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Traveling from place to place.‘itinerant traders’
travelling, peripatetic, wandering, wayfaring, roving, roaming, rambling, touring, nomadic, gypsy, migrant, migratory, ambulatoryvagrant, vagabond, homeless, of no fixed abode, of no fixed address, displacedfootloose, rootless, drifting, floating, unsettled, restlessglobetrotting, jet-settingerrantView synonyms
- ‘We have had our share of itinerant carpetbaggers who had dubious magistrate credentials.’
- ‘In the 1890s Montrealers bought milk, ice, bread, buns, fries and popcorn from itinerant street vendors.’
- ‘The partnership built up a country clientele through itinerant trading with a hawker's licence.’
- ‘As Ward writes, itinerant labourers were prone to ‘vary long periods of hard work by short bouts of tremendous drunkenness’.’
- ‘Recently, itinerant workers - some illegal immigrants - have moved into the trade, at the risk of being exploited by gangmasters.’
- ‘These changes, which are more visible now, have been noted by many itinerant researchers.’
- ‘Both men had unorthodox, itinerant upbringings.’
- ‘Taking a page from itinerant revivalists, he traveled the country on lecture tours, organizing schools and voluntary associations.’
- ‘The alert follows a flood of complaints about itinerant traders who charge extortionate prices for bitumen coverings for drives.’
- ‘Soon the word spread, and itinerant travelers began to squat there.’
- ‘Many doctors were itinerant wanderers - Hippocrates among them.’
- ‘This is not to say we didn't get our share of itinerant whackos.’
- ‘The most obvious category of jobs of this kind is that of itinerant jobs, such as a commercial traveller.’
- ‘Remember how, in response to the depredations of bandits, the villagers hired as protectors seven itinerant warriors.’
- ‘Serving mostly itinerant and homeless women, many of whom have mental difficulties, Chez Doris is accepting donations.’
- ‘Their earliest pictures showed life among itinerant farm workers.’
- ‘Community workers sought smoking gun evidence of police harassment of itinerant youth and they say it's in the form of a big ugly pile of tickets.’
- ‘A restless, itinerant soul, he didn't stay in Symington long, setting up shop in a small family-run hotel in Ayr.’
- ‘Private accounts are not going to turn the nation's graybeards into itinerant millionaires anytime soon.’
- ‘He's also got a deep-blues vocal delivery, and comes across as a real genuine, home-schooled itinerant character.’
A person who travels from place to place.
traveller, wanderer, wayfarer, roamer, rover, nomad, gypsy, bedouinmigrant, transient, drifter, vagabond, vagrant, tramprefugee, displaced person, dp, homeless personstreetybird of passageView synonyms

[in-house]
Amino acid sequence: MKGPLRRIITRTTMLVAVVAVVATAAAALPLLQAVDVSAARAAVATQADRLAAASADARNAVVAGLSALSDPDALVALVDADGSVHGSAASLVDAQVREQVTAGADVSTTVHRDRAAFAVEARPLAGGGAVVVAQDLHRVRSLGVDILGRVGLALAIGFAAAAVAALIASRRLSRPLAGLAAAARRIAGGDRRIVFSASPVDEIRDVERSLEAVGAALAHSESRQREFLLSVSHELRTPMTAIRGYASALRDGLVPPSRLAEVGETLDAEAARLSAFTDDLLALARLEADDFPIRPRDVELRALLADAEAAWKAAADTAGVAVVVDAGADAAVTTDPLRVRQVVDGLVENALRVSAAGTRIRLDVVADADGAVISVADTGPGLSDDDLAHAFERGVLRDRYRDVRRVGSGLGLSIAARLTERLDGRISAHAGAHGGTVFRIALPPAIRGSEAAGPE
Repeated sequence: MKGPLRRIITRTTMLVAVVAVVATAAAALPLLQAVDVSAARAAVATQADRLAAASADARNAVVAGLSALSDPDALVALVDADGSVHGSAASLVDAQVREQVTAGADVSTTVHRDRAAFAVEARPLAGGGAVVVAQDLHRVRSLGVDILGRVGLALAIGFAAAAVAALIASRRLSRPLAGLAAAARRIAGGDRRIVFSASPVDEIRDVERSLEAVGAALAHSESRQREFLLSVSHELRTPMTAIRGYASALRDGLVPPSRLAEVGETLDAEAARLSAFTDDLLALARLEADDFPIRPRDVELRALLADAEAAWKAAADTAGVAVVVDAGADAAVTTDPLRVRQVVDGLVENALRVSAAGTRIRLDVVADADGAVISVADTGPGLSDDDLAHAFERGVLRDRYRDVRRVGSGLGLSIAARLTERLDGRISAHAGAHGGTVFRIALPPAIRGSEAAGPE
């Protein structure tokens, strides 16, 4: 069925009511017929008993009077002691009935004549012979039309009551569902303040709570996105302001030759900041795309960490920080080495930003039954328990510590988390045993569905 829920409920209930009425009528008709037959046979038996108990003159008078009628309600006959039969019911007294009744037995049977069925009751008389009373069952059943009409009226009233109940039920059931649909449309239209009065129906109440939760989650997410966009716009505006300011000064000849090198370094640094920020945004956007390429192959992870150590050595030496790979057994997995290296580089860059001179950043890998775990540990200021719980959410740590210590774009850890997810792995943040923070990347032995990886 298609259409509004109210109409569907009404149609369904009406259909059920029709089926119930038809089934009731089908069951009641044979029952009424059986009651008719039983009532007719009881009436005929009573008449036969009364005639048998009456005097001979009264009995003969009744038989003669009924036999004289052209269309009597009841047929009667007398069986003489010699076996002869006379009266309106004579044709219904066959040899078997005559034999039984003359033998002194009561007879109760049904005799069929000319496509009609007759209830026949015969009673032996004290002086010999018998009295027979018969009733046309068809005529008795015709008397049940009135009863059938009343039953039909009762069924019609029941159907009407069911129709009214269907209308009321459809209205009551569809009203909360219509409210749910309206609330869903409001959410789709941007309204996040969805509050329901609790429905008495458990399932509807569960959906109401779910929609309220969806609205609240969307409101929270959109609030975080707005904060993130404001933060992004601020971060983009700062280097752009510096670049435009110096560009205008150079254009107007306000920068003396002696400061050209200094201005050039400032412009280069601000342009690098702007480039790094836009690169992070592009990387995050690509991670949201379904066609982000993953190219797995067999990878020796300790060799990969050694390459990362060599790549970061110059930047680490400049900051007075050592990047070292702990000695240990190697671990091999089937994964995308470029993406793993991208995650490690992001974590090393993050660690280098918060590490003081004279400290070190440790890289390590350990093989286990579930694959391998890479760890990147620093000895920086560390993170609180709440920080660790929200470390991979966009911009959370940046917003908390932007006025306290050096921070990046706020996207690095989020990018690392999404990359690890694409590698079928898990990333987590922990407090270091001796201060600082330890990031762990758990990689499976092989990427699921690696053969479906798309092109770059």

- ‘Local Indigenous leaders appear to abhor the behaviour of itinerants and town youth, but have lost the authority and perhaps the will to deal with it.’
- ‘They have been replaced by itinerants, travelling in big American pick-ups towing huge, gaudy modern caravans.’
- ‘A party of Irish itinerants travelling in around 24 vehicles arrived at the Back Lane side of the factory on Sunday evening.’
- ‘Later, we went for a wander along the mall - as usual, dozens of itinerants were in evidence.’
- ‘When the war ended these same itinerants took to the roads and even to flat-bottomed riverboats, which were both shop and home.’
- ‘The media widely reported the incident and China's policy on the detention and removal of itinerants was reformed.’
- ‘But here's what some time-zone itinerants have picked up in their travels.’
- ‘The men were a mixed crew, many of them itinerants, and Bill Clarke had no choice but to rule them with an iron hand.’
- ‘I don't want to give the impression that such visits by itinerants were frequent.’
- ‘Labor is threatening to jail habitual drunks who refuse alcohol treatment, most of them Aboriginal itinerants.’
- ‘Three disused sites in the city centre, on Leeds Road and Halifax Road, were invaded by itinerants during March.’
- ‘Motherwell, who have been selling the family silver of late, fielded a team of itinerants and youngsters alongside the few remaining familiar faces.’
- ‘Pat loves the haggle that goes with buying and selling a car; he calls his breed the last true itinerants.’
- ‘Prior to Fox's visit, nearly thirty itinerants had travelled to Barbados, most of whom stayed several weeks.’
- ‘We would need to create the impression that we were itinerants of this sort.’
- ‘The movements of itinerants are entirely unpredictable as well as unrestrained.’
- ‘Mr Hunt, meanwhile, says residents have been worried both by the quad bike riding and the noise caused by the itinerants since their arrival.’
- ‘My parents were itinerants, travelling from farm to station to farm to station… you get the idea.’
- ‘Daily ritual emerges in the photographs of those itinerants who made the exodus to cities in search of a better life.’
- ‘But typically they live as solitary itinerants wandering across the land, relying on daily charity from pious Hindus.’
Late 16th century (used to describe a judge traveling on a circuit): from late Latin itinerant- traveling from the verb itinerari, from Latin iter, itiner- journey, road.
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